SAO PAULO, Brazil — By early November, the retailers along bustling Doze Outubro street were in full holiday mode. Balloons and streamers bedecked a newly opened branch of the Magazine Luiza department store, a deep-voiced salesman boomed offers of easy credit through a sidewalk sound system, and store banners summed up the mood of a consumption-crazy nation:
“Come, and be happy.”
For more than a decade, a credit-driven consumption boom has helped fuel economic growth here, expanding the country’s middle class and adding to the success Brazil had already enjoyed through its commodity and agricultural sales. Now, there are signs that that model is fraying, and with it the optimism that the world’s main emerging markets would become permanent props for global economic growth.
After helping pull the world from the depths of recession following the financial crisis of 2008, the so-called BRICS — Brazil, Russia, India, China and South Africa — have lost some of their sheen. The story is different in each nation, but many analysts have soured on the notion that emerging nations can steer the world to recovery on its own.
In a recent Foreign Affairs article titled “Broken BRICs,” Ruchir Sharma, head of emerging market equities at Morgan Stanley, wrote that coming years “will be defined by moderate growth in the developing world” and “the return of the boom-bust cycle” that has kept many emerging economies from joining the richer class of developed nations.
The path of countries such as Brazil will be important to the fate of the U.S. economy. Stalled growth in the world’s sixth-largest market could mean fewer exports for some U.S. firms and less investment potential for others. Arguments in favor of more-open world trade, meanwhile, are often rooted in the expectation that an expanding middle class in nations such as Brazil would ultimately benefit U.S. companies. But if those countries lose momentum — or become stuck in a “middle-income trap” of limited future progress — that hoped-for dynamic may disappoint.
When Brazil’s economy unexpectedly slowed this year, the government acknowledged that it needed to shift gears and steer more of the country’s resources toward investment — fixing the country’s long-standing infrastructure problems, improving manufacturing efficiency and taking other steps to become more globally competitive.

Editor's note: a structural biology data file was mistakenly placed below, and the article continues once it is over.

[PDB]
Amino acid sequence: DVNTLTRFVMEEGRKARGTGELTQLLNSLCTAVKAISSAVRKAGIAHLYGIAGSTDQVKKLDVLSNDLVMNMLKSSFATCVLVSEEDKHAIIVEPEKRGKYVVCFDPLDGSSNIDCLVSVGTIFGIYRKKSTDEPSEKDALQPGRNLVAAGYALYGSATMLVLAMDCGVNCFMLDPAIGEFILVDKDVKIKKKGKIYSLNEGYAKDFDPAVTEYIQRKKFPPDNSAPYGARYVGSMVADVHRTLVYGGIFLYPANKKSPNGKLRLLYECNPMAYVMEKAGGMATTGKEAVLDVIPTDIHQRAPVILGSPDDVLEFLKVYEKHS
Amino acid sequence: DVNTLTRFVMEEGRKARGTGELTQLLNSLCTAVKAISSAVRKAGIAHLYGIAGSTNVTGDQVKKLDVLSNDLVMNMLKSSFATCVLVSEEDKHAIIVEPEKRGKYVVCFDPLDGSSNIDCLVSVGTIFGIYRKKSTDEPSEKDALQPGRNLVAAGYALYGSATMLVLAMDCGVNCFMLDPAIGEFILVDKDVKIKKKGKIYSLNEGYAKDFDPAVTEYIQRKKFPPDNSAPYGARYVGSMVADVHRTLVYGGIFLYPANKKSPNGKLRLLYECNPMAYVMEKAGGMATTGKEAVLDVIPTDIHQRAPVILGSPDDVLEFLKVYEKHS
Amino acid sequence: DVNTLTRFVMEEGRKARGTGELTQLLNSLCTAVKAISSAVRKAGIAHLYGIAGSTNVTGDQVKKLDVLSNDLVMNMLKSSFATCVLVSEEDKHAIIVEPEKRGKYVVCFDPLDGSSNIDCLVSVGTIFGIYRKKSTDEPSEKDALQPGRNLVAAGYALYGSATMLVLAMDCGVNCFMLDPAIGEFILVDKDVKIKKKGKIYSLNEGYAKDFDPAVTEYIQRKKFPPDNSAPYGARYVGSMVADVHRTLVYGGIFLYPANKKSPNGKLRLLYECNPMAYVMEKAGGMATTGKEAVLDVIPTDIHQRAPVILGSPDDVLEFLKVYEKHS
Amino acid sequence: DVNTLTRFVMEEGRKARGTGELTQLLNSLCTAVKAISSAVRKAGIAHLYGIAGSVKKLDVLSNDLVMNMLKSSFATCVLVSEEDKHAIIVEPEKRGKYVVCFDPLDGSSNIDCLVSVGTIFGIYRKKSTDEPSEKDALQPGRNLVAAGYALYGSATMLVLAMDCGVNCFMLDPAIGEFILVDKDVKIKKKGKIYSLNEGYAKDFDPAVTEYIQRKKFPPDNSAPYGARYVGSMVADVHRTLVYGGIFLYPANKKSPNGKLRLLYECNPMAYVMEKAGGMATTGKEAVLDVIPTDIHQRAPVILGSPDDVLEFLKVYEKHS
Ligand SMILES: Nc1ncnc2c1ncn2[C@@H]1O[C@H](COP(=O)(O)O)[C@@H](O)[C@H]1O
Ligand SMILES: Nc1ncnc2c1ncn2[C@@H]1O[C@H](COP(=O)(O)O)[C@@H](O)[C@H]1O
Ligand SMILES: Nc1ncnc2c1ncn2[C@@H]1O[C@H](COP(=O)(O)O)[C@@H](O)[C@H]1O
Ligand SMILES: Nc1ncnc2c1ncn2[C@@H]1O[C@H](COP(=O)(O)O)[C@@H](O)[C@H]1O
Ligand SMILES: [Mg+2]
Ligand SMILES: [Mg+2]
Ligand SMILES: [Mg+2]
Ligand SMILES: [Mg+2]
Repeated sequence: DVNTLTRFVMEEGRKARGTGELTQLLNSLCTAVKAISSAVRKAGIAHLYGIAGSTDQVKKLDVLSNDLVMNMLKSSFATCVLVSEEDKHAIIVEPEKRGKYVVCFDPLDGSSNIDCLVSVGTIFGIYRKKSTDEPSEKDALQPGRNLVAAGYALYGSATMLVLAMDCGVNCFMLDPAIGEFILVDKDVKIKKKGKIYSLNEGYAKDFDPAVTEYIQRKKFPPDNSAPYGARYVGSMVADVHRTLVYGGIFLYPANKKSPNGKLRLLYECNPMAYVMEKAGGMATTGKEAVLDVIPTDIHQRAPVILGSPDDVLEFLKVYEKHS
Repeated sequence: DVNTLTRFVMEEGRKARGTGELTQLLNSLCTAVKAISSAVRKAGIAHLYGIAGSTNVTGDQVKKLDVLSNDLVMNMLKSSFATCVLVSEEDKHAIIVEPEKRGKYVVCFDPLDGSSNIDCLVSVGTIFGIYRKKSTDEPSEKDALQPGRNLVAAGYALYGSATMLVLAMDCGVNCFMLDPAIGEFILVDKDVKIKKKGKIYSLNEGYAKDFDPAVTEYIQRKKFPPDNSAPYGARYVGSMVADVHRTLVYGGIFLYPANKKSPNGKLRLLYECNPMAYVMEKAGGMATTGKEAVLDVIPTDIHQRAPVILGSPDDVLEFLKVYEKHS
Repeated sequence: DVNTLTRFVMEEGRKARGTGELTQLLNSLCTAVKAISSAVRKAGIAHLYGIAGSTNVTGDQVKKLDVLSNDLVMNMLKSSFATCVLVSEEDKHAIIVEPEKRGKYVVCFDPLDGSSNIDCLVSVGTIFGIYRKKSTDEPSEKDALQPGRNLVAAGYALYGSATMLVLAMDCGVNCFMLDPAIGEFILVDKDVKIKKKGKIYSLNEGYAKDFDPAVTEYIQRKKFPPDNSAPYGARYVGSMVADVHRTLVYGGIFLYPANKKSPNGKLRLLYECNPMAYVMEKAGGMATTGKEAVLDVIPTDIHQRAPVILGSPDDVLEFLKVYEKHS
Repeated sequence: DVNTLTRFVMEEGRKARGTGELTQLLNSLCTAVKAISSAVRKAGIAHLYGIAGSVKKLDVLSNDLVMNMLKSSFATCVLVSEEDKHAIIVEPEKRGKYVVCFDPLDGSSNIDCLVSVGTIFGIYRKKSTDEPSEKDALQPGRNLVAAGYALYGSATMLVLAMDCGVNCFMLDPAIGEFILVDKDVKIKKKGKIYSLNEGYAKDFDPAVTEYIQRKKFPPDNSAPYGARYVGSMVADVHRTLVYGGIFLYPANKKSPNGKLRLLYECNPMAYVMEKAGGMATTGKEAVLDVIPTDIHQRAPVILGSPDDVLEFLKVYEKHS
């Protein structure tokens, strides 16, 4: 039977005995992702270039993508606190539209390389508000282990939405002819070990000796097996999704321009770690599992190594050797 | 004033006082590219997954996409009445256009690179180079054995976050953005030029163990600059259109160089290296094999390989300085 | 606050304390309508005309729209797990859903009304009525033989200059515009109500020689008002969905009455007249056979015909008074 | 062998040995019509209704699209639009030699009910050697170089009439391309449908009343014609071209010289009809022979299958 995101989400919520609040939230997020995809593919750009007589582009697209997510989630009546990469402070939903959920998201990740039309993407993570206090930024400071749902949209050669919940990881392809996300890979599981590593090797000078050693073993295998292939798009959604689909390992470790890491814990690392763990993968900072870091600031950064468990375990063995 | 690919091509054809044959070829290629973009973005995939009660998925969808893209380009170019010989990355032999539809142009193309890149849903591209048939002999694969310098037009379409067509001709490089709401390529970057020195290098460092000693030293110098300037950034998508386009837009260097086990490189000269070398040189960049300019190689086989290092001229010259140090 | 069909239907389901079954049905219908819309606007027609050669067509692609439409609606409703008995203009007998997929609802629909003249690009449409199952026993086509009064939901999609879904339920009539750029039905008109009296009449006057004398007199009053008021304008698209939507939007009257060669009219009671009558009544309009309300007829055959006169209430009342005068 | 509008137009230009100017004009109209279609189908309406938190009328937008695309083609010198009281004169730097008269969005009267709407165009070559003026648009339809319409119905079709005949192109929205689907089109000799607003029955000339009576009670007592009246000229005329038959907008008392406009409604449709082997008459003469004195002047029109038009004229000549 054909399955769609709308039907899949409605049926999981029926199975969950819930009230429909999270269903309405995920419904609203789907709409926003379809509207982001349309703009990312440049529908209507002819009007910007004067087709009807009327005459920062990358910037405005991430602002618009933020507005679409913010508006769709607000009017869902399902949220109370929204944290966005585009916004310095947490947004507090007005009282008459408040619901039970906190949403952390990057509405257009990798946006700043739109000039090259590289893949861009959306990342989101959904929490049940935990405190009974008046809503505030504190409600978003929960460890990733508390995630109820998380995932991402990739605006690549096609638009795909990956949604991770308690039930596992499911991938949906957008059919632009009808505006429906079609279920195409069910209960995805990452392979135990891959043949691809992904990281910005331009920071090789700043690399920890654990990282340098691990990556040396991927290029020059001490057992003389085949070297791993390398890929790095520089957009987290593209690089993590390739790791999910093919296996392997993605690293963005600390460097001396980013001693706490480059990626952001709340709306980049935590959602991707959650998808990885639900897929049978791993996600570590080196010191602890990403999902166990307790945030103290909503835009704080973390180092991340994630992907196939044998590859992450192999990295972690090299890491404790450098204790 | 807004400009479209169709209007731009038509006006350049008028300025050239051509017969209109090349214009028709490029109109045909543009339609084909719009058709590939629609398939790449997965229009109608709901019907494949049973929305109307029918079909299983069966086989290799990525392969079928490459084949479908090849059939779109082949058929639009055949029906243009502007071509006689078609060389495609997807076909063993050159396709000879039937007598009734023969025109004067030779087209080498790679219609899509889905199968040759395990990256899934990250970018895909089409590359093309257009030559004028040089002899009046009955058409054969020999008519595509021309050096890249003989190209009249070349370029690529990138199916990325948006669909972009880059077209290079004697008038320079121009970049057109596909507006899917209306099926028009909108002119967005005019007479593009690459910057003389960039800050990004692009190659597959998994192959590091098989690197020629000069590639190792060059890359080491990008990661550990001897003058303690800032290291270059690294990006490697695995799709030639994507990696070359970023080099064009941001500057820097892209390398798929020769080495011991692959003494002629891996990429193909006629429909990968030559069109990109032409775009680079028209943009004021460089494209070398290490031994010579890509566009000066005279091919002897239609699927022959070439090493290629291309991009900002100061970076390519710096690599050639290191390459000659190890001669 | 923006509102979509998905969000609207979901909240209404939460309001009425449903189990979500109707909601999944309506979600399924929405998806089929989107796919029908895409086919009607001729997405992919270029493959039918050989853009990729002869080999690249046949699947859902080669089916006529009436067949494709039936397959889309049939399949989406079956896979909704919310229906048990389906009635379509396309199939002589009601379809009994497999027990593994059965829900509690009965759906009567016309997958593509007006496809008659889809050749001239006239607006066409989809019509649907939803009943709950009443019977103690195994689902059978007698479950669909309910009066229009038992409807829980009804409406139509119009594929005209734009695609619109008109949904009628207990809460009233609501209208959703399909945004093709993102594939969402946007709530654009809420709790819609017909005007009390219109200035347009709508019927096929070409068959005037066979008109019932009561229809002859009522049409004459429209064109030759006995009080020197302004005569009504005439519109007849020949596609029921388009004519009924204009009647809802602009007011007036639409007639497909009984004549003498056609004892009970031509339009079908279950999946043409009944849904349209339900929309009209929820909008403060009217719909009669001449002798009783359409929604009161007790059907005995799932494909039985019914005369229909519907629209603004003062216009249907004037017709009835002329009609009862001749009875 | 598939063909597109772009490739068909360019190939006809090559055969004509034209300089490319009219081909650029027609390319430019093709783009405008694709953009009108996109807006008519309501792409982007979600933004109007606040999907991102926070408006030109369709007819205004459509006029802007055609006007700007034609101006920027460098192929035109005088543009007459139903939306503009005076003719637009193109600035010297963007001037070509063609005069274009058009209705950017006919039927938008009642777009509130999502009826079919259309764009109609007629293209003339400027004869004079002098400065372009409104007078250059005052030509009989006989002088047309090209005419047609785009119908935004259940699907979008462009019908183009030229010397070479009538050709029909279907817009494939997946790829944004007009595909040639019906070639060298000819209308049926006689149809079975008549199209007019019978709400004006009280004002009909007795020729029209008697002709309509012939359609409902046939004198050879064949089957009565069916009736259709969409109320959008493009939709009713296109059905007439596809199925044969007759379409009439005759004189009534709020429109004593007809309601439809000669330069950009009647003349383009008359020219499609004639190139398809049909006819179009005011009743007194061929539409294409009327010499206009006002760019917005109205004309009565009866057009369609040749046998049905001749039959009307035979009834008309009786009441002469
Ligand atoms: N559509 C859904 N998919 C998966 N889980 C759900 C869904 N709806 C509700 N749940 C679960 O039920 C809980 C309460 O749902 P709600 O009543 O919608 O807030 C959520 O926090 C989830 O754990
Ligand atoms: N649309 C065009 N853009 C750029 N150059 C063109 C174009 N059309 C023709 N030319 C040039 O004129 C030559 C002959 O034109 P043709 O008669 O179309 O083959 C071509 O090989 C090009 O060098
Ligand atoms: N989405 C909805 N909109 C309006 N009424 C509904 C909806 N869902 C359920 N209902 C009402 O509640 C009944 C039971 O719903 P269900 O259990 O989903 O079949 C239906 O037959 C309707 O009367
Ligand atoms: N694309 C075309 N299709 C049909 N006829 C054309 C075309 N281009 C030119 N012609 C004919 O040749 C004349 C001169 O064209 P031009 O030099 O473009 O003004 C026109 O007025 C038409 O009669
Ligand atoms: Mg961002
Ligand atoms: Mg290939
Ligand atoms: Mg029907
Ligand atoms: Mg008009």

Brazil accomplished an impressive feat over the past decade in moving at least 30 million people out of poverty and into the middle class. The country’s per capita income is now nearly $13,000 annually, and income distribution has become more even.
Boosted by commodity wealth and aggressive social welfare and minimum-wage policies, growth was further magnified by loose credit and a live-now, pay-later culture that fueled retail trade and expanded jobs in services. Compared with Asian nations, where families are notorious savers who stash away money for old age, it is estimated that 80 percent of Brazil’s gross domestic product is tied to consumption — higher than in the world’s most-developed economies.
On main shopping streets like Doze Outubro, the party shows no signs of slowing down. Almost anything — from major home appliances to Barbie Pop Star — can be purchased on in-store installment plans. The financing costs are steep: A $1,000 television costs about $1,975 once the 23 monthly payments are made; a $48 toy costs nearly $54 once the five installments of $10.78 are paid. Credit cards from Brazilian banks charge interest of as much as 10 percent monthly — the equivalent of more than 200 percent a year.